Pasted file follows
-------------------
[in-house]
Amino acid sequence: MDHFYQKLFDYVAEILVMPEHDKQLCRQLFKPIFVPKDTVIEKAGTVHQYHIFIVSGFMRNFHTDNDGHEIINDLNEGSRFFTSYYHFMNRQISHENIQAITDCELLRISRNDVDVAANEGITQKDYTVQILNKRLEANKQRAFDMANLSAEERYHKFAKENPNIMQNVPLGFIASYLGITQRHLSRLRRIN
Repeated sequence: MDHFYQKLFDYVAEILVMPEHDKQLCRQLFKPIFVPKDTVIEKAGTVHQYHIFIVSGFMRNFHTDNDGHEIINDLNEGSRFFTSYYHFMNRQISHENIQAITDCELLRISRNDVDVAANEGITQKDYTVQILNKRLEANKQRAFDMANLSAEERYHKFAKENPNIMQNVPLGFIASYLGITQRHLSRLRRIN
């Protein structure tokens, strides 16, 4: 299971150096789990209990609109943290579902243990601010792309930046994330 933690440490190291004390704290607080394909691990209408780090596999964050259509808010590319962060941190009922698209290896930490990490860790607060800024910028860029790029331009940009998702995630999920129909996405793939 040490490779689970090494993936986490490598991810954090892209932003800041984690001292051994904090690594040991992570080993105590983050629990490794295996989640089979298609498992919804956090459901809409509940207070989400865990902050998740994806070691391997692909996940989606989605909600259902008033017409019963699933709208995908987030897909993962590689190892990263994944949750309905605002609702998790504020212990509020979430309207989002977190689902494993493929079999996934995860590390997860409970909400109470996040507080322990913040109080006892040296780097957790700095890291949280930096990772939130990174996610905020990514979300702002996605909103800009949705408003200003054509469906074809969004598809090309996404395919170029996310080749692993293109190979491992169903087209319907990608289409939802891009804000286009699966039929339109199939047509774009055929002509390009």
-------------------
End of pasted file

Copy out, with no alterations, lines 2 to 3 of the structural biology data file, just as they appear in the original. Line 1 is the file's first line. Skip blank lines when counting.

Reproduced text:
Amino acid sequence: MDHFYQKLFDYVAEILVMPEHDKQLCRQLFKPIFVPKDTVIEKAGTVHQYHIFIVSGFMRNFHTDNDGHEIINDLNEGSRFFTSYYHFMNRQISHENIQAITDCELLRISRNDVDVAANEGITQKDYTVQILNKRLEANKQRAFDMANLSAEERYHKFAKENPNIMQNVPLGFIASYLGITQRHLSRLRRIN
Repeated sequence: MDHFYQKLFDYVAEILVMPEHDKQLCRQLFKPIFVPKDTVIEKAGTVHQYHIFIVSGFMRNFHTDNDGHEIINDLNEGSRFFTSYYHFMNRQISHENIQAITDCELLRISRNDVDVAANEGITQKDYTVQILNKRLEANKQRAFDMANLSAEERYHKFAKENPNIMQNVPLGFIASYLGITQRHLSRLRRIN